Bosses at Aberdeen International Airport have criticised the Chancellor for failing to cut air passenger duty in his budget.
There was little change to the tax despite speculation and calls from the travel industry in the wake of the coronavirus outbreak and the collapse of regional airline Flybe.
The budget revealed that APD will instead rise with inflation on long-haul flights, meaning an increase of £2 for economy passengers and £4 for those travelling in premium, economy, business and first class.
It added: “In January 2020 the government announced that it would undertake a review of APD ahead of the budget to ensure that regional connectivity is supported while meeting the UK’s commitment to net zero emissions by 2050.
“As a result, the government will consult on aviation tax reform in spring 2020.”
In Aberdeen, airport bosses have been vocal in calling for a change to the current tax system to make it a level playing field, with the latest budget proposals branded “deeply disappointing”.
Currently, passengers flying from Inverness are exempt from paying APD, meaning airlines are able to sell cheaper flights without profits being hit.
Meanwhile, those travelling from Aberdeen must pay the duty when they book their flights, ranging from £13 for a short-haul economy flight up to £468 for business class on a long-haul flight.
A spokesman for AGS Airports, which owns and manages Aberdeen Airport, said: “Air Passenger Duty (APD) has a direct impact on our connectivity and this, unfortunately, was highlighted last week by the collapse of Flybe.
“While a consultation on future aviation tax reform is welcome, it is deeply disappointing the Chancellor failed to take further action in this budget.
“We would now urge the Scottish Government to revisit its plans to introduce and reduce Air Departure Tax (ADT) to support our industry and protect vital connectivity and jobs.”
While a consultation on future aviation tax reform is welcome, it is deeply disappointing the Chancellor failed to take further action in this budget.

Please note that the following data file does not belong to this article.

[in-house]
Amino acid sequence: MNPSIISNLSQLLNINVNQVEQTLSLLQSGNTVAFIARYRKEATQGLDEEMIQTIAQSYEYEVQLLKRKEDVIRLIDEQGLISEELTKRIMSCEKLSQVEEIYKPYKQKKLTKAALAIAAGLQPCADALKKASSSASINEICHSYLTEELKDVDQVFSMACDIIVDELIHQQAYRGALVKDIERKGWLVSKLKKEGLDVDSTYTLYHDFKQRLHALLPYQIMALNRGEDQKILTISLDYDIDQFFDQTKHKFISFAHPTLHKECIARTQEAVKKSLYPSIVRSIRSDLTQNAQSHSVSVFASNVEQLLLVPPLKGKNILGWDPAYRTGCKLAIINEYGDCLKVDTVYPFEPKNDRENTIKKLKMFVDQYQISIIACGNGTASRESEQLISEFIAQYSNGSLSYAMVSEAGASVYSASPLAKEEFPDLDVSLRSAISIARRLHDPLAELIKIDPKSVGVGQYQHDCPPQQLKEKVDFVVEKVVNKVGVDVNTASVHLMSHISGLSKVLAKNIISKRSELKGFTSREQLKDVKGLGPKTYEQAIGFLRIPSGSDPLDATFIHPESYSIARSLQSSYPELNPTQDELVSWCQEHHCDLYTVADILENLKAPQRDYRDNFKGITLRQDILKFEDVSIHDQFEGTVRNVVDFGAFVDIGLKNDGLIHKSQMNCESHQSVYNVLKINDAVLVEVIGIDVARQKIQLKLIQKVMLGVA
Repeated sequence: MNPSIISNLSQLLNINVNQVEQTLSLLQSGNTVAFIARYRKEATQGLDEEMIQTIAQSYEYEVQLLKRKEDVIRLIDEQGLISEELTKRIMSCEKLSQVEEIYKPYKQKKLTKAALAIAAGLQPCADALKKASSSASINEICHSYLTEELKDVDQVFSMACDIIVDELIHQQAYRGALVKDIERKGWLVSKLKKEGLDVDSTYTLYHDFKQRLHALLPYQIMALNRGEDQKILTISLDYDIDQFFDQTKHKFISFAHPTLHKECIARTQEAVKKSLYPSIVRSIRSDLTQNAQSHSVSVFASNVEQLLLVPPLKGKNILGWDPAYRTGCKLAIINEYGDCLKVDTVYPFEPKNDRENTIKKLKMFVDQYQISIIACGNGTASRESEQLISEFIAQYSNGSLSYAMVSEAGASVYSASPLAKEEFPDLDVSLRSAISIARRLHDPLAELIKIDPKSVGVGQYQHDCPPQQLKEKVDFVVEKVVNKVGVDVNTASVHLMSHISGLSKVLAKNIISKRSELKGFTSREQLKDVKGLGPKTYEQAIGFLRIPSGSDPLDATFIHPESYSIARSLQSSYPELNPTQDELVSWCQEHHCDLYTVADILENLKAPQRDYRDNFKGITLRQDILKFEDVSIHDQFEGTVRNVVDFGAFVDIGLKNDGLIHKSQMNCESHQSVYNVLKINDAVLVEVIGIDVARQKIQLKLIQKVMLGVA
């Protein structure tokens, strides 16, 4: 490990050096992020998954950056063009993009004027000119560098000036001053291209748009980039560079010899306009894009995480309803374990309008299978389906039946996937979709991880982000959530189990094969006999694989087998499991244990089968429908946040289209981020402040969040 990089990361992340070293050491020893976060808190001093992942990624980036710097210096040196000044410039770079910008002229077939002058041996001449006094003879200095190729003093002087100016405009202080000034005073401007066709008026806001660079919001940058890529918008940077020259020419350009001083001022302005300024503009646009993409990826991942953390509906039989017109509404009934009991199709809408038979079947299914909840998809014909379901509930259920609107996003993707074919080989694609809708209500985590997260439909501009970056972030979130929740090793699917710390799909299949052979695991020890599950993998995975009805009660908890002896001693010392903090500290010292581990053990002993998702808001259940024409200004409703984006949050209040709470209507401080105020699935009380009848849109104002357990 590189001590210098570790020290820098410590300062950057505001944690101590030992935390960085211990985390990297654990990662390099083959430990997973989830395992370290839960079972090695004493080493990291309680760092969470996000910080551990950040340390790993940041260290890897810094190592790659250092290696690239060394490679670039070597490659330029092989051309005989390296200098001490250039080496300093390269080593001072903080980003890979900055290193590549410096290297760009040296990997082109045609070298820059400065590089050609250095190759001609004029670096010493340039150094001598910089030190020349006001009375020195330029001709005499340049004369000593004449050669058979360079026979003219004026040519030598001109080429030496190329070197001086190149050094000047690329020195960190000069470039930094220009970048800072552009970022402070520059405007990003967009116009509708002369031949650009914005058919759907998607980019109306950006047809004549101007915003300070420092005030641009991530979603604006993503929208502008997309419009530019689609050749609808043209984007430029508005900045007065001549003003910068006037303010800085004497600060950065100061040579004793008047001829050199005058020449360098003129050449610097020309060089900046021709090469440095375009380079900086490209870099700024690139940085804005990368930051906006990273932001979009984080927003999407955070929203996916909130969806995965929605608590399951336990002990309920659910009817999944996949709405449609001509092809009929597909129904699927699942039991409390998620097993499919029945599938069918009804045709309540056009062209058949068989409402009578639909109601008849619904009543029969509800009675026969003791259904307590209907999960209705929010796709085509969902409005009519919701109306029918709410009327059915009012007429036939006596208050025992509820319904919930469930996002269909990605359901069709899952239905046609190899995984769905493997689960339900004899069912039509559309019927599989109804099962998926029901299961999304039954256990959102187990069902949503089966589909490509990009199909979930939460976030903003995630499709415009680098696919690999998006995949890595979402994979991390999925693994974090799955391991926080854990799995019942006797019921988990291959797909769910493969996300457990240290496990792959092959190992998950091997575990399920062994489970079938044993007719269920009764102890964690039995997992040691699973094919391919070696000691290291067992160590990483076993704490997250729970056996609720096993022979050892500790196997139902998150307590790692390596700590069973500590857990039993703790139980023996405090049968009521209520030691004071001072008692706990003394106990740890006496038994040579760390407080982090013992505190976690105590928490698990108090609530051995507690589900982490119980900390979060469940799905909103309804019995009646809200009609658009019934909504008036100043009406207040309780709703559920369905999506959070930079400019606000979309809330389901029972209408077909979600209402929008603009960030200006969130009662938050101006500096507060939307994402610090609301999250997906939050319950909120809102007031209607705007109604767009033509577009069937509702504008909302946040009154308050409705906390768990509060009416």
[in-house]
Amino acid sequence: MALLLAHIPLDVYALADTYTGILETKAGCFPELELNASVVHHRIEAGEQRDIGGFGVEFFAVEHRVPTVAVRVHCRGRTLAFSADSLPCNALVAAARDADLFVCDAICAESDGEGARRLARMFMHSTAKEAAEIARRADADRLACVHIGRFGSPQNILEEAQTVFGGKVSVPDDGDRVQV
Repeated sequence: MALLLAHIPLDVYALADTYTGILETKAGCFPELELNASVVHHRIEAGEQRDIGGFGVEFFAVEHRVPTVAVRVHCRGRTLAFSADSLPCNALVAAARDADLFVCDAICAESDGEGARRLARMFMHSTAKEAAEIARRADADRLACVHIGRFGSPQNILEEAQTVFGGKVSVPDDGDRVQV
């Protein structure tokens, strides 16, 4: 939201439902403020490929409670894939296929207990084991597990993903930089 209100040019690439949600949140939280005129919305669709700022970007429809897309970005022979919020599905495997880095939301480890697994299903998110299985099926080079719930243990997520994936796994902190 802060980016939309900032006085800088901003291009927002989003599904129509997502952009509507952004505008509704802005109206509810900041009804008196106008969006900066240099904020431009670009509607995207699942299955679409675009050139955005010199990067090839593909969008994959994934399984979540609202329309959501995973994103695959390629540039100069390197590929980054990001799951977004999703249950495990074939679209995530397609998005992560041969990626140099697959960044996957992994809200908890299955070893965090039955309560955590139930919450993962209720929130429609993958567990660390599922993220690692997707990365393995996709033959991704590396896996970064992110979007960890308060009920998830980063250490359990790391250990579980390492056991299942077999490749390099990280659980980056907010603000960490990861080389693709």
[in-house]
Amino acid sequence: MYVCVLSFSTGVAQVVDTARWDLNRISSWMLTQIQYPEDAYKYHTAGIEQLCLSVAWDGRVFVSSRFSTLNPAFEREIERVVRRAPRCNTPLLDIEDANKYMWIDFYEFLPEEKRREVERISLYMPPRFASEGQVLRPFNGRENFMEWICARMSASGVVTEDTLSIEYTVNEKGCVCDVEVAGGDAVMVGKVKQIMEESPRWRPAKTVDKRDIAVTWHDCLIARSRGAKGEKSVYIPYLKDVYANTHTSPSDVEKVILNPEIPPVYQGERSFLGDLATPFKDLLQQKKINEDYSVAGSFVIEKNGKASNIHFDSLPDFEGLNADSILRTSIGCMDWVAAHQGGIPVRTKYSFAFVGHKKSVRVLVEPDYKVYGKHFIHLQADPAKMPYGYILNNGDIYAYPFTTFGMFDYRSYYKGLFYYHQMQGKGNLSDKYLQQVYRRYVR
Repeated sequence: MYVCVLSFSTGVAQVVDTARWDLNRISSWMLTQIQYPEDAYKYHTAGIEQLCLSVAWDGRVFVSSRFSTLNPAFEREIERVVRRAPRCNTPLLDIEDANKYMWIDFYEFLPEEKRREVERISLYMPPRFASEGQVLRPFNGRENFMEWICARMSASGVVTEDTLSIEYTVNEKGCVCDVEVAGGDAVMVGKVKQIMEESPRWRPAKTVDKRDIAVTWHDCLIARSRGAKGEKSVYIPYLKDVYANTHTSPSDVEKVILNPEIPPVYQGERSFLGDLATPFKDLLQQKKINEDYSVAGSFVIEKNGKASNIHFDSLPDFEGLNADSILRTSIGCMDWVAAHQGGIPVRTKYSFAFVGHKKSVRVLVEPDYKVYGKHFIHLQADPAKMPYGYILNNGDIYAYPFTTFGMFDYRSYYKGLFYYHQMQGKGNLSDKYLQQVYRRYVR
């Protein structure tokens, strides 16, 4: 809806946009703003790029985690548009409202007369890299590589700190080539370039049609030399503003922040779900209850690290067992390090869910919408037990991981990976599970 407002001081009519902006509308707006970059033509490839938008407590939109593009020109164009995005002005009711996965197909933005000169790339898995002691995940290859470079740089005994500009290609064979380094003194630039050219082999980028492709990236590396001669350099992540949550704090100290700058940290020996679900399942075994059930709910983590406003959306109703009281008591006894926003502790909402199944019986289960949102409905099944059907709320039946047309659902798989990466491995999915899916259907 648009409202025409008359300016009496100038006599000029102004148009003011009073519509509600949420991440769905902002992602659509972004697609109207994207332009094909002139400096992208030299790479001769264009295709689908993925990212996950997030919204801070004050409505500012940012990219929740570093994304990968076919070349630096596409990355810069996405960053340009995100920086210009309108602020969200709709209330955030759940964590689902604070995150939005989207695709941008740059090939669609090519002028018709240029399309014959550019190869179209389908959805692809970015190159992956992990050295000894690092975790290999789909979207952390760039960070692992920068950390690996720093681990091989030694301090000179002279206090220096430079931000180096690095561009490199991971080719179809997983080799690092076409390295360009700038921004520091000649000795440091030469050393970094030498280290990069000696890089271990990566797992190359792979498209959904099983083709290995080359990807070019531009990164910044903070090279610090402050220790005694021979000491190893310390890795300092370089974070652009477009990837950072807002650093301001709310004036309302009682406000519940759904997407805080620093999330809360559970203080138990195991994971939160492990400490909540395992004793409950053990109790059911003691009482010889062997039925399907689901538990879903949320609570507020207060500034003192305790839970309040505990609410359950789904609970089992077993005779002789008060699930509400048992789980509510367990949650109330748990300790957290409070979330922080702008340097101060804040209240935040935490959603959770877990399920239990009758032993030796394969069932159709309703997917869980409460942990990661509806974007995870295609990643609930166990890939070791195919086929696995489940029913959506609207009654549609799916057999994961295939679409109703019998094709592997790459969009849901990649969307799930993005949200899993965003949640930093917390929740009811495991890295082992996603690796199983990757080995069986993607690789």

Highlands & Islands Airport is exempt from APD to ensure people living in Shetland and Orkney are not unfairly penalised when, for example, attending hospital appointments on the mainland.
The Scottish Government previously said the existing exemption must remain in place to protect remote and rural communities.
However, Mr Szalay confirmed last week he was was only referring to flights south of Inverness, rather than those “lifeline flights”.
In its consultation, the UK Government has confirmed it will consider the case for changing the APD treatment for domestic flights, such as reintroducing a return leg exemption.
APD is set to be replaced with air departure tax – which would apply to all airports – with an implementation date still to be decided.
A Scottish Government spokesperson said: “There is a global climate emergency and all governments, businesses and communities need to increase their action to tackle greenhouse gas emissions.
“We have taken the difficult decision that reducing air departure tax is no longer compatible with our climate responsibilities and acted accordingly.
“We continue to work with Scotland’s airports to encourage new direct routes to markets important for business and tourism. We support the significant efforts being made by airlines and airports to reduce the impact of their operations. We are committed to decarbonising flights within Scotland by 2040 and aim to be the world’s first zero emission aviation region, in partnership with Highlands and Islands Airports, and will begin trialling low or zero emission aircraft in 2021.
“APD is currently set by the UK Government. We will continue to work with HM Treasury to find a solution that remains consistent with our climate ambitions.”